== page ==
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Help me turn my Windows dinosaur into a fast Linux machine!

At home, I have an old, slow computer running Windows 98, and a high-speed Internet connection. I would like to use that computer to telecommute to work once a week, but Win 98 is incompatible with my company's webmail program. A colleague suggested that Linux and Mozilla might be able to handle the challenge, but I don't know where to start. I know some things about computers, but as far as this goes I'm a newbie. Can you recommend a Linux distribution that will be easy (and free!) for me to download and install? Do you think this will solve my compatibility problem?

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The problem you describe can be a nice starting point to make a switch to Linux. The question has two aspects:
  1. Will Mozilla solve my compatibility problem?
  2. Where can I find a free and easy-to-use desktop Linux system?
On whether Mozilla offers a solution I can say the following: Your colleague might be right that Mozilla may solve your problem. If it will is uncertain, since you didn't tell me the ins and outs of the compatibility problem. The Mozilla Foundation has two products that might help you out: First off there is Mozilla: that is a Web browser and an e-mail client. The alternative is Thunderbird, an e-mail client based on the Mozilla product. Both applications also work under Windows 98 and can be downloaded from the Mozilla Web site. Maybe you could try it to ensure that the solution works.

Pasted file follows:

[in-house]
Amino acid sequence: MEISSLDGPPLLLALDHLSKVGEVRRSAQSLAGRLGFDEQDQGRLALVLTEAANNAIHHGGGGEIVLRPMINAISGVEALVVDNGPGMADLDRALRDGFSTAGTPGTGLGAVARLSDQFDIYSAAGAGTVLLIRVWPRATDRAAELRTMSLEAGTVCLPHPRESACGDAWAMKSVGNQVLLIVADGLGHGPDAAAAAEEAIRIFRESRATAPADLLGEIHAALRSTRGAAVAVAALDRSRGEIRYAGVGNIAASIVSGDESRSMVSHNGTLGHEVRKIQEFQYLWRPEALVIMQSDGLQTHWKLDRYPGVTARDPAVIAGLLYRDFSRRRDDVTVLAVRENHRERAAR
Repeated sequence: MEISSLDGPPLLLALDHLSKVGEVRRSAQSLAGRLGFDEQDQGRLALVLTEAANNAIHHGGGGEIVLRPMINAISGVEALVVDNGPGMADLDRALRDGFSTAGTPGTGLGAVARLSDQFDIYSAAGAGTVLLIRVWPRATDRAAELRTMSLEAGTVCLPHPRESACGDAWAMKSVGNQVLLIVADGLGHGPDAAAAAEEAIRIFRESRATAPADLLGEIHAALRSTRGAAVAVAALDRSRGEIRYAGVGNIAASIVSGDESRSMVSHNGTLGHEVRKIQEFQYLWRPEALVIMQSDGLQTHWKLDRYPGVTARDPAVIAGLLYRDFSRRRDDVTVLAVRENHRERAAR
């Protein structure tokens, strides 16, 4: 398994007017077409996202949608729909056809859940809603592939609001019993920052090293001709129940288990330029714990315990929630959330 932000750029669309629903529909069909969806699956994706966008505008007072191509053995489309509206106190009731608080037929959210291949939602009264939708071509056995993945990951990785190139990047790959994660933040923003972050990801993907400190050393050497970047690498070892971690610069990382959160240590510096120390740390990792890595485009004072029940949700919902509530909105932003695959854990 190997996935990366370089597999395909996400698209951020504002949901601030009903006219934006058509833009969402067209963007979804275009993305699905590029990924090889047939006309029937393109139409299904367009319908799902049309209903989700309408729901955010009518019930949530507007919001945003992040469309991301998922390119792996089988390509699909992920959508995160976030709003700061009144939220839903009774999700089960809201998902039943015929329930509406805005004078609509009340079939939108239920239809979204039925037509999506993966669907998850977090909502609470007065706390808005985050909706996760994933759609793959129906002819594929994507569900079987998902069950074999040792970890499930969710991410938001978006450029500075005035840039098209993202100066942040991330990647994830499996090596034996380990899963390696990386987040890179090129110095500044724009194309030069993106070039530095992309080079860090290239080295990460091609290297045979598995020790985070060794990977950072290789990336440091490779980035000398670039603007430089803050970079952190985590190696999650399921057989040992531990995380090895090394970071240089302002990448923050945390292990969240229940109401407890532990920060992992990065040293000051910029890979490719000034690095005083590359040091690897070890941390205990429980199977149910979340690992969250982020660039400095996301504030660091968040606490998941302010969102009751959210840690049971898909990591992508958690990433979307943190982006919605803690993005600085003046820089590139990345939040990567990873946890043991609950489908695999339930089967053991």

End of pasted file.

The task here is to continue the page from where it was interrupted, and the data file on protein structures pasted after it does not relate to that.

The second part of the question is the move to Linux. Also here, your friend is right-on! Windows 98 isn't officially supported any more, but Microsoft has been giving out some urgent patches until recently. So when it comes down to security, you do have a problem waiting to be fixed. Linux could be a very nice alternative that is currently very suitable for the desktop. As you might know, there isn't just one supplier that delivers the software, but there are many distributions. Which one to pick is very personal, but a couple of famous free distributions are:

  • Knoppix that comes on a single CD and can run without installation. This is very useful to verify if all hardware is correctly detected. If you like it you can install it to your hard disk.
  • Fedora that used to be the Red Hat distribution, but is now a true open source project. It can be downloaded and burned on CD.
  • Mandrake Linux that delivers a Linux desktop that can freely be downloaded.
But there is something else I want you to consider: There are two companies out there that have a Linux distribution that only is aimed at the desktop user. The distributions are not free, yet dramatically cheaper than an MS-Windows-upgrade. Those alternatives are very interesting if you're only looking for ease of use and easy installation of software. This may cost you some bucks, but still be very worthwhile. Have a look at Linspire and Xandros. As you can see there are plenty of possibilities out there.

When everything works you might also have a look at Evolution, which is an e-mail package that looks a lot like Microsoft Outlook and supports many corporate features.

This was first published in October 2004

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